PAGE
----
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Clients complain: Adviser should have told us to obtain notes

A client's complaint that their insurance adviser or insurance company should have told them to request their medical notes when they took out a policy has been dismissed by the Insurance and Financial Services Ombudsman.

Thursday, December 20th 2018, 3:00PM

The couple applied for a range of insurance products, including standalone medical cover, in 2011.

The woman made a claim in 2017.

During the assessment of the claim, the insurer obtained her medical notes.

It retrospectively added an exclusion to her medical cover, on the basis that she had failed to disclose her history of lower back pain.

The couple complained on the basis that the insurer should have requested their notes before the policy began.

Alternatively, they said, their adviser should have told them to get the notes.

The IFSO case manager said the onus was on the client to give the insurer their medical information.

Two other underwriters who were presented with the case said, had they been given the same information, they would have applied an exclusion to the policy.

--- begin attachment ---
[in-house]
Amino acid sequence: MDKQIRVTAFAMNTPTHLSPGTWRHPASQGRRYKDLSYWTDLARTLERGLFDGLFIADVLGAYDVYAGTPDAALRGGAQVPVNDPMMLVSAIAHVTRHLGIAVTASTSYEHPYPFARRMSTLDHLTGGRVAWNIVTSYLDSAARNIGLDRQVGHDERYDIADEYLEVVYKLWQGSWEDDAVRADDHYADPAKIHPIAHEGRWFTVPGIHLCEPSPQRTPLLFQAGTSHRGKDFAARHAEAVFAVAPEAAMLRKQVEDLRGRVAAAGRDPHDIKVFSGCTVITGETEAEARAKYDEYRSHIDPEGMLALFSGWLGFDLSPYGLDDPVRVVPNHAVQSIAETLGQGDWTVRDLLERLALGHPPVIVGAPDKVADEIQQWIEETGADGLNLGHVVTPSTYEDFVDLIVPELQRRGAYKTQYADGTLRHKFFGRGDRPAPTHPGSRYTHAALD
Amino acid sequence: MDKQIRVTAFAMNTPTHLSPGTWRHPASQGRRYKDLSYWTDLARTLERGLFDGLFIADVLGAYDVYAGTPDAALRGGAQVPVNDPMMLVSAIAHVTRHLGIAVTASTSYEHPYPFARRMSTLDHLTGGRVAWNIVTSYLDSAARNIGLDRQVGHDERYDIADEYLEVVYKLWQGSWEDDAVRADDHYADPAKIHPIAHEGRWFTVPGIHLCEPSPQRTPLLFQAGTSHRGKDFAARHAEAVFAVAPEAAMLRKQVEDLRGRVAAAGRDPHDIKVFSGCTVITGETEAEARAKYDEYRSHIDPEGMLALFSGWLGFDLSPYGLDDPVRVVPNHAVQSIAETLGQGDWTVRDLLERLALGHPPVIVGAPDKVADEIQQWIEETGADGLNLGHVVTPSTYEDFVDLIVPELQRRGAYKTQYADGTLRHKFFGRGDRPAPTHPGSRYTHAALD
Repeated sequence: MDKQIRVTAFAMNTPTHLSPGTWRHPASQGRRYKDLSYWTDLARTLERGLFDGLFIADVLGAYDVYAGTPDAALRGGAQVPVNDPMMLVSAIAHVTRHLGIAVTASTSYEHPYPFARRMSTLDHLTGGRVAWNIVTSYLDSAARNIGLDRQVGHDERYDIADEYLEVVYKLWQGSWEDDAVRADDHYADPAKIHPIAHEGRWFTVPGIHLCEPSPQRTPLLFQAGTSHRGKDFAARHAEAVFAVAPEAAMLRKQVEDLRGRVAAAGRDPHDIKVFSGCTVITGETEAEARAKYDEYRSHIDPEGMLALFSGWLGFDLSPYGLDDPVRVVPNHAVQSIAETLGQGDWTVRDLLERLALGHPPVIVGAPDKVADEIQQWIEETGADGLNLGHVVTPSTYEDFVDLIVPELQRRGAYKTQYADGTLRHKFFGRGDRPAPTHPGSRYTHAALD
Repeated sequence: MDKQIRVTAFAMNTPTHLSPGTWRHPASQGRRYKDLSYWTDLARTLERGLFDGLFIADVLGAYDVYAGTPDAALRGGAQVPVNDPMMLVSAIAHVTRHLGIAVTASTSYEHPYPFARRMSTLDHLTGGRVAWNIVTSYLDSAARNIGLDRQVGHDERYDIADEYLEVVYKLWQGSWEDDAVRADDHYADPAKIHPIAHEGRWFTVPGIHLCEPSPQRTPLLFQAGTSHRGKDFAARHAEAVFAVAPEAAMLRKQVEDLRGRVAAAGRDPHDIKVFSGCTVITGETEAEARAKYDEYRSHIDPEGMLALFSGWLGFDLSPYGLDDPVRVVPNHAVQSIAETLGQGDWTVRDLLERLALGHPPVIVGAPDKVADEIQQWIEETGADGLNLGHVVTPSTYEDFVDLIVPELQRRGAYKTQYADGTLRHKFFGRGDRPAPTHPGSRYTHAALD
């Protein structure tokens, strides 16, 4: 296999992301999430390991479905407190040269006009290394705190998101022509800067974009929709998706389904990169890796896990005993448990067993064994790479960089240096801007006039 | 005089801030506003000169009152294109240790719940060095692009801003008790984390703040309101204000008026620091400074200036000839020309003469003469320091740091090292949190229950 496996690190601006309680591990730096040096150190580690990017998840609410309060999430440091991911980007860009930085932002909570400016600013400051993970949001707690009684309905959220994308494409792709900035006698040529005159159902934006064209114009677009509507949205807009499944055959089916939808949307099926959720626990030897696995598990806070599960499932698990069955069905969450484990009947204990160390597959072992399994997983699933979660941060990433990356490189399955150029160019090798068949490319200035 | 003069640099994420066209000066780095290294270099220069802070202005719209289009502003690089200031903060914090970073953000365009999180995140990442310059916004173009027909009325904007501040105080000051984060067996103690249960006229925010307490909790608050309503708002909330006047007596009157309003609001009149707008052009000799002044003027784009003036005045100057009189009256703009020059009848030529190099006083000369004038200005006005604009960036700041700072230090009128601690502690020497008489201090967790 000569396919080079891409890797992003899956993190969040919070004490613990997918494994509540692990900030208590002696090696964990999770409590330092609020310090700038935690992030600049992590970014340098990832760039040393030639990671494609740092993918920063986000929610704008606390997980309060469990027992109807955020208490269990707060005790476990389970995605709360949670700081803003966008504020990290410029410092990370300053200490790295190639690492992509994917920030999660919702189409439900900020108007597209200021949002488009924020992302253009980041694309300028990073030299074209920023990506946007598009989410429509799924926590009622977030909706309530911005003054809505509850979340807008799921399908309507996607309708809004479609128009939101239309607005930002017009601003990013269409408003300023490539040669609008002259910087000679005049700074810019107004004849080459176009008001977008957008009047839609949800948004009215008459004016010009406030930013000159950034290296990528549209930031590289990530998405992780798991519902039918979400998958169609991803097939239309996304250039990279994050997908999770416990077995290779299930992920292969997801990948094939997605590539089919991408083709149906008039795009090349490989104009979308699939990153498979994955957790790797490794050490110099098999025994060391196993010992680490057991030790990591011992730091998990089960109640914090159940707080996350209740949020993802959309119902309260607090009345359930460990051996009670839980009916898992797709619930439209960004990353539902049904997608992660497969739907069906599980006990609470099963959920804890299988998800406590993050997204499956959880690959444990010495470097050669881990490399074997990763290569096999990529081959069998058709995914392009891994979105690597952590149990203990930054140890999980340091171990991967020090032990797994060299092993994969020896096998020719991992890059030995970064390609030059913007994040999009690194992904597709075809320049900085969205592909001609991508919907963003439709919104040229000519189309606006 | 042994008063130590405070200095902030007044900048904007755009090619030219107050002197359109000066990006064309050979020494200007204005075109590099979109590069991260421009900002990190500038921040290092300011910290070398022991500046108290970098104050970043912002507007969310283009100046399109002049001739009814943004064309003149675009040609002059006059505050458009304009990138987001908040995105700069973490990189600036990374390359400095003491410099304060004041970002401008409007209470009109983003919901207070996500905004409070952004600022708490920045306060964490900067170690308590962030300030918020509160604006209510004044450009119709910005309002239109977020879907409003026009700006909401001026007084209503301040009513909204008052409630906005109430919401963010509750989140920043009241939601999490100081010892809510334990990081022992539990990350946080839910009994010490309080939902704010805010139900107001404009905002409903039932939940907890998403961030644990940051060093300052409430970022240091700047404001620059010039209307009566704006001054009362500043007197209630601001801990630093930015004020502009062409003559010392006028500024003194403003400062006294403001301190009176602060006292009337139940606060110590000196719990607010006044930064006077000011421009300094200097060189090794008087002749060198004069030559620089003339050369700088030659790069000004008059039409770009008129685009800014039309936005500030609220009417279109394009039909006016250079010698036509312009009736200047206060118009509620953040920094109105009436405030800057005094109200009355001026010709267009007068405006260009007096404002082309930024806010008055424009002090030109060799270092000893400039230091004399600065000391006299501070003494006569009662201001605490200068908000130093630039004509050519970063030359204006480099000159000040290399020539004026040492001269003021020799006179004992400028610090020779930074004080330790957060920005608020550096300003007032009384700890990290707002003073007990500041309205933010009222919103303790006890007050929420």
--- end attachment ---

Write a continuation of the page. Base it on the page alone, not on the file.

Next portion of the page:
The case manager said it was material and the insurer was entitled to rely on the non-disclosure clause to alter the terms of the policy

In relation to the adviser's obligation, the IFSO case manager said it was reasonable to expect the adviser to tell a person completing an application about their duty of disclosure, even if there was no statement about it included at the start of the application form.

But the case manager did not believe that there was any active obligation for a financial adviser to specifically advise an applicant for insurance to obtain a copy of medical notes, provided the applicant had been adequately warned about the disclosure obligations.

In this case, there was evidence that the couple had received a warning.

They also complained about a delay in adding their son to their medical policy.

They said they asked the adviser to do so in 2012 but it did not happen until 2013.

When they tried to claim for a tonsillectomy for him in 2015, they were turned down because it was a pre-existing condition.

They said, had the adviser added him when asked, that would not have happened.

IFSO said there was no evidence of that 2012 meeting and so the adviser could not be held responsible.

 

Tags: IFSO insurance

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